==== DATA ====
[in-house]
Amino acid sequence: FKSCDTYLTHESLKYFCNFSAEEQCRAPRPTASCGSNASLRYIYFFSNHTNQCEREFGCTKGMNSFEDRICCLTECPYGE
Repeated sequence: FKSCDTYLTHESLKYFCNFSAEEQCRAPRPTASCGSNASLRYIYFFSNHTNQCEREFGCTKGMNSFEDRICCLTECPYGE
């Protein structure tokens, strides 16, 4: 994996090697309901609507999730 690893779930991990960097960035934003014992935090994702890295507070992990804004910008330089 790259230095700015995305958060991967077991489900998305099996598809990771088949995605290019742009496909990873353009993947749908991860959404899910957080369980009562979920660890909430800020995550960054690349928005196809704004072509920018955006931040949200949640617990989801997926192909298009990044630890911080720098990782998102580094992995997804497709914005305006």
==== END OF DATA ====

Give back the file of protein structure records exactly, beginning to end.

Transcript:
[in-house]
Amino acid sequence: FKSCDTYLTHESLKYFCNFSAEEQCRAPRPTASCGSNASLRYIYFFSNHTNQCEREFGCTKGMNSFEDRICCLTECPYGE
Repeated sequence: FKSCDTYLTHESLKYFCNFSAEEQCRAPRPTASCGSNASLRYIYFFSNHTNQCEREFGCTKGMNSFEDRICCLTECPYGE
């Protein structure tokens, strides 16, 4: 994996090697309901609507999730 690893779930991990960097960035934003014992935090994702890295507070992990804004910008330089 790259230095700015995305958060991967077991489900998305099996598809990771088949995605290019742009496909990873353009993947749908991860959404899910957080369980009562979920660890909430800020995550960054690349928005196809704004072509920018955006931040949200949640617990989801997926192909298009990044630890911080720098990782998102580094992995997804497709914005305006």